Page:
Forget the Wealth Gap, It's the Age/Income Gap

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The Census Bureau has just released a supplementary measure of poverty for 2010. It finds that more Americans were in poverty than under the standard measure. Americans aged 65 and older showed the largest increase in poverty rates under the supplemental measure.

On Monday, the very day the Census Report came out, the Pew Research Center issued some numbers of its own about well-being and poverty. It reported that the gap in well-being between the young and the old is greater than ever before, with older Americans doing better than in the past and younger ones doing worse.

Which one is right?

The major difference is that the Pew measure includes assets. Older Americans have benefited from appreciation of their homes, higher incomes, and lower unemployment rates. When these factors are taken into account, older Americans come out ahead of younger Americans.

Let's take a look at the new Census Bureau metric, the Supplemental Poverty Measure. It is, in my view, superior to the traditional measure because it accounts for several more sources of income that are available to the poor. It also adjusts for work-related expenses and health care expenditures.

The new Census measure, first published for 2009, does not replace the traditional measure, used since 1969 and issued every August. The Bureau will continue to issue the old measure of poverty annually to calculate eligibility for means-tested government benefits and will also calculate poverty rates in the new way.

Some of the major differences between the two Census measures:

Broader Income Measures. The supplemental measure adds to cash income the value of the earned-income tax credit, food stamps, government-subsidized school lunches, and income supplements for housing and energy.

Broader Expenditure Calculation. The supplemental measure subtracts from income taxes paid, work-related expenses such as transportation, child-care, child support, and out-of-pocket medical expenses.

Geographic Differences in Prices. The new measure adjusts for differences in the cost of housing in different states.

Different Definition of Family. The new measure broadens the definition of family to include unmarried partners who live in the same dwelling, foster children, and elderly parents.

Using the supplementary measure, 16 percent of the population was in poverty in 2010, compared to 15.2 percent under the usual measure.

It turns out that the largest factor affecting the poverty rate is the subtraction for medical expenses. Without subtracting medical expenses from income, the new poverty rate would be 12.7 percent instead of 16 percent.

That's why the new Census measure shows that more Americans 65 and older were in poverty in 2010-15.9 percent, rather than 9 percent in the traditional measure. Older Americans spend more money on medical expenses, and so they appear to be worse off.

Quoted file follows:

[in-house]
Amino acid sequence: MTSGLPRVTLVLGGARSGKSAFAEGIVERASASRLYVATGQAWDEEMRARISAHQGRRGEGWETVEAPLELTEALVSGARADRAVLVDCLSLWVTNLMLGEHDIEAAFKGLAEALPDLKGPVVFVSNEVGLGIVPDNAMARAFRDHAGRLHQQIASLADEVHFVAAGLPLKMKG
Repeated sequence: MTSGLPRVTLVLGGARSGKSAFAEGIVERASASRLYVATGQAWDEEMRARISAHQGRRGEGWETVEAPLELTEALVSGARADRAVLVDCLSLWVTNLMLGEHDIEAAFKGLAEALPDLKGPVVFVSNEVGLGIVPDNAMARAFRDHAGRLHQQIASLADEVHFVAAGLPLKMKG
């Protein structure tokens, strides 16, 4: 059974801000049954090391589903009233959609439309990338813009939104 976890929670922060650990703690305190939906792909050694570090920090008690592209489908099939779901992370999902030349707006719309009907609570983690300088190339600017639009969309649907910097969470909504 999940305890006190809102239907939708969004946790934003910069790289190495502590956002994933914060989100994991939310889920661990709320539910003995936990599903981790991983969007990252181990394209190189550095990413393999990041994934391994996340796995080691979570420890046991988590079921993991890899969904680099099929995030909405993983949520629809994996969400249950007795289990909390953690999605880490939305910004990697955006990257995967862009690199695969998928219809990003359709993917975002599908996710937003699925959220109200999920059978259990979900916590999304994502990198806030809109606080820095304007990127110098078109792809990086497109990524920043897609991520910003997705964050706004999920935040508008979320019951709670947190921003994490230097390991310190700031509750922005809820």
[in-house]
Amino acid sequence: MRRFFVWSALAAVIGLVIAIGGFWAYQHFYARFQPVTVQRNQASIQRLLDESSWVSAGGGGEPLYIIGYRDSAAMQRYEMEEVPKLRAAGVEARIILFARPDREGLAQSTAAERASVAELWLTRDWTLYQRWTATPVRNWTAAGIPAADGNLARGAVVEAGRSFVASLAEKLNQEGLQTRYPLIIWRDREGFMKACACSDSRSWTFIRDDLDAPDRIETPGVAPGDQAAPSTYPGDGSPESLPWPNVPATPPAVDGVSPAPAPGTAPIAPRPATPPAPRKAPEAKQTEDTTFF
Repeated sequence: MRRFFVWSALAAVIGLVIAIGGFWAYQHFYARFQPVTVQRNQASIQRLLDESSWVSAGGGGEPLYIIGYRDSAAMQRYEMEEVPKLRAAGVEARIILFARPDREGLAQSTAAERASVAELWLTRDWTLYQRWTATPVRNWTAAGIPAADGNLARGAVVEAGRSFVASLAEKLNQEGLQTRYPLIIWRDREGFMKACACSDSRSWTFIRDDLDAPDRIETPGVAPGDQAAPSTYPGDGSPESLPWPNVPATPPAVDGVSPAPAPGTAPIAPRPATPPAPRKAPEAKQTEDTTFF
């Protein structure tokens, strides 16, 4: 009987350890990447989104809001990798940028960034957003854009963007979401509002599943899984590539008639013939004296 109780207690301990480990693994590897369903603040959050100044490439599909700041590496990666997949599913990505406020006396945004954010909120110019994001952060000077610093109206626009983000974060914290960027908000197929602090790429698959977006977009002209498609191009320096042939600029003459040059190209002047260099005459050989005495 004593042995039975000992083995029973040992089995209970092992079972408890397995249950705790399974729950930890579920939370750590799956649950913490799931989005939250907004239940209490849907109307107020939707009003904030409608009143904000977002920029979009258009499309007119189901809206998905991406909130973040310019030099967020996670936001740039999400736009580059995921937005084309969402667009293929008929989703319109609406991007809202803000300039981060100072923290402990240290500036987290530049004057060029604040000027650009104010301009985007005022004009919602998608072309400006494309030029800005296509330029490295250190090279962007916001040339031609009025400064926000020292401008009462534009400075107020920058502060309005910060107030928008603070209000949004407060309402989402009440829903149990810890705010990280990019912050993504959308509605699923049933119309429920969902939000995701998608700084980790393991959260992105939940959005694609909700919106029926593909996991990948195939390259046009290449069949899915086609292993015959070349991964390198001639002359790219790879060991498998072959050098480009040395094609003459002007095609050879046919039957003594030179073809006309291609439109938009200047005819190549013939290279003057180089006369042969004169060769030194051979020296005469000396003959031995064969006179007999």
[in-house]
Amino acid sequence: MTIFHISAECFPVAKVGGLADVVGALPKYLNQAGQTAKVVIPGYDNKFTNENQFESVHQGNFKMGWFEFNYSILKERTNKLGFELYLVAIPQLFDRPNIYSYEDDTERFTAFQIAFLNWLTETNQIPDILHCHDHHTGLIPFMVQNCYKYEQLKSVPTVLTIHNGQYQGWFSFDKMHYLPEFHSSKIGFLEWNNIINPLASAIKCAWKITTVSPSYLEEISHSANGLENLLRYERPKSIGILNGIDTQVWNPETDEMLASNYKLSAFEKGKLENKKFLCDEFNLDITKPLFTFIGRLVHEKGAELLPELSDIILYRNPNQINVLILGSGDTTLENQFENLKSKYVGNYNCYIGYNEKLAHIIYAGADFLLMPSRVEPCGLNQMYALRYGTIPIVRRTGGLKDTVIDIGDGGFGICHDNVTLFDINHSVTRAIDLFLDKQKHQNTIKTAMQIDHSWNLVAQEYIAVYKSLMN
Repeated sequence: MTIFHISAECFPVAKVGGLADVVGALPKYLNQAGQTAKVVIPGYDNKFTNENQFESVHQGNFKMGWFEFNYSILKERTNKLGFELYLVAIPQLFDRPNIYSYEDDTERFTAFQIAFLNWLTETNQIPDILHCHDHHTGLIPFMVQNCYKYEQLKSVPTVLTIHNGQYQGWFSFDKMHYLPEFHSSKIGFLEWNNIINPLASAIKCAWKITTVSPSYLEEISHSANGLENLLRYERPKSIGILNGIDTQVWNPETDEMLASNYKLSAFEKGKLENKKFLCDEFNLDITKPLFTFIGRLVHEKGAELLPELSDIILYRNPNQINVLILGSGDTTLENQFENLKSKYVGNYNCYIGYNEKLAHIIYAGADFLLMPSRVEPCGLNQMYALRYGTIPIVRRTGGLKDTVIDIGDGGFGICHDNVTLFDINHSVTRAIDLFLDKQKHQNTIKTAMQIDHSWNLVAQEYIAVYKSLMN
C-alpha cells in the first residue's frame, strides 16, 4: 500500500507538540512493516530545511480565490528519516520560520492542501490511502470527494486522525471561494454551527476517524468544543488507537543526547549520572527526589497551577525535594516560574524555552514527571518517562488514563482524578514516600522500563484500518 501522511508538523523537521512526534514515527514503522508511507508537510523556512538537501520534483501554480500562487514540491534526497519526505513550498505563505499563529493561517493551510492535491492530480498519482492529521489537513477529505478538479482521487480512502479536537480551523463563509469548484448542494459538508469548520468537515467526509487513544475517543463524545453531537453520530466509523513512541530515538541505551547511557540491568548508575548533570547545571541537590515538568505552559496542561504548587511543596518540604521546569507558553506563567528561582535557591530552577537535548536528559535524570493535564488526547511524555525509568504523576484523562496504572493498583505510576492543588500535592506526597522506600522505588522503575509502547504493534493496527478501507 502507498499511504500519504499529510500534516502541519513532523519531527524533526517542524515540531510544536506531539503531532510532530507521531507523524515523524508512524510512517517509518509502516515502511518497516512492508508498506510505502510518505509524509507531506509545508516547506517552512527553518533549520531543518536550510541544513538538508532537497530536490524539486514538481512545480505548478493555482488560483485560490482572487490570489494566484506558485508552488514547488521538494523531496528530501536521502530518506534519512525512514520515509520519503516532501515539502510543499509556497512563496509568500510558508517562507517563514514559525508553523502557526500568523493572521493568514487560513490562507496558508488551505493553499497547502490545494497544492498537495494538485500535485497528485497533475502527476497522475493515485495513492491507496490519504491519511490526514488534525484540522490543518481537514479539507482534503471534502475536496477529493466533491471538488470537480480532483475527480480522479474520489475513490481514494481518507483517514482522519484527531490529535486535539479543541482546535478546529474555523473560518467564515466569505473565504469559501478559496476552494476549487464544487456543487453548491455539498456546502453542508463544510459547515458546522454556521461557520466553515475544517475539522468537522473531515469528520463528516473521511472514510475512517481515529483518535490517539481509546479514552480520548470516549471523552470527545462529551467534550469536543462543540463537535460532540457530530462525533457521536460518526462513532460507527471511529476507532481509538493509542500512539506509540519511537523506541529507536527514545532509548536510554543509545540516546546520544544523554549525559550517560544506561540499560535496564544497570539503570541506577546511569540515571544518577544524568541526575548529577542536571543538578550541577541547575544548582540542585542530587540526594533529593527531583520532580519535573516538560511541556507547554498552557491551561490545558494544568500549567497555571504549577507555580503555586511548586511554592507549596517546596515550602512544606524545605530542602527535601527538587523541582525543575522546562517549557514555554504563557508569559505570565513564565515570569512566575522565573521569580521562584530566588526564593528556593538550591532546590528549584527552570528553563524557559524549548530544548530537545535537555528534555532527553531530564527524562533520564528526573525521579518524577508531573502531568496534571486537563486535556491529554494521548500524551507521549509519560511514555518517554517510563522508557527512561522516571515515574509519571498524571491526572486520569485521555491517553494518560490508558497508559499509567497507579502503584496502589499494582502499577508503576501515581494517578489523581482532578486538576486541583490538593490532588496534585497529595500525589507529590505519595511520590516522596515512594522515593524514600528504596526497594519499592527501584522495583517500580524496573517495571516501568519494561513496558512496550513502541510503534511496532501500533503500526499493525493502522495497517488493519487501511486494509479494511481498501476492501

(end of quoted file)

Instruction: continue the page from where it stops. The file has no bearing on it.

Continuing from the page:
But this view of older Americans is misleading, because neither of the poverty measures include assets. True, older Americans have low incomes, but many have substantial assets.

This is highlighted in the new Pew report entitled "The Rising Age Gap in Economic Well-Being," which shows that, due to asset accumulation, older Americans are doing better than younger ones.

According to Pew, between 1984 and 2009, median net worth fell by 68 percent for households headed by adults younger than 35, and rose by 42 percent for households headed by those over 65. (Net worth is the value of assets less debt.)

The older age group had 47 times the net wealth of the younger group in 2009, compared to a multiple of 10 a quarter century earlier. It's not surprising that older people have more wealth, because they have been saving longer and building the equity in homes they own.

That the ratio has risen so much is a result of contraction of net worth among the young and expansion for the oldsters.

Older Americans who bought houses or condos have seen their home equity rise because they have held their homes for longer periods of time. The 2009 American Housing Survey reports that 50 percent of older Americans bought their homes before 1986, and 65 percent own their homes free of mortgages.

In contrast, younger Americans who own homes have seen them decline in value, particularly if they bought them during the housing boom of the previous decade.

As well as assets, Pew reports that incomes of older Americans have risen four times as fast as incomes of younger Americans. Compared to 1967, incomes of Americans 65 and older have risen by 109 percent, after adjusting for inflation, but incomes of adult Americans under 35 have risen by a far smaller amount, 27 percent.

The recession of 2008-2009 and subsequent weak recovery have been especially hard on younger workers. The inflation-adjusted median income of older Americans rose by 8 percent between 2005 and 2010, but the income of younger Americans declined by 4 percent.

Employment has increased among older workers over the past decade from 12 percent to 16 percent. But it has declined among younger workers, from 78 percent to 69 percent.

Since the Census Bureau started publishing measures of poverty in the 1960s, our understanding of the concepts of poverty has changed. As well as better measures of income and spending, we also need to include measures of assets and employment. Then, we need to figure out how to make younger people better off.



Diana Furchtgott-Roth, former chief economist at the U.S. Department of Labor, is senior fellow and director of Economics21 at the Manhattan Institute. Follow her on Twitter: @FurchtgottRoth.   

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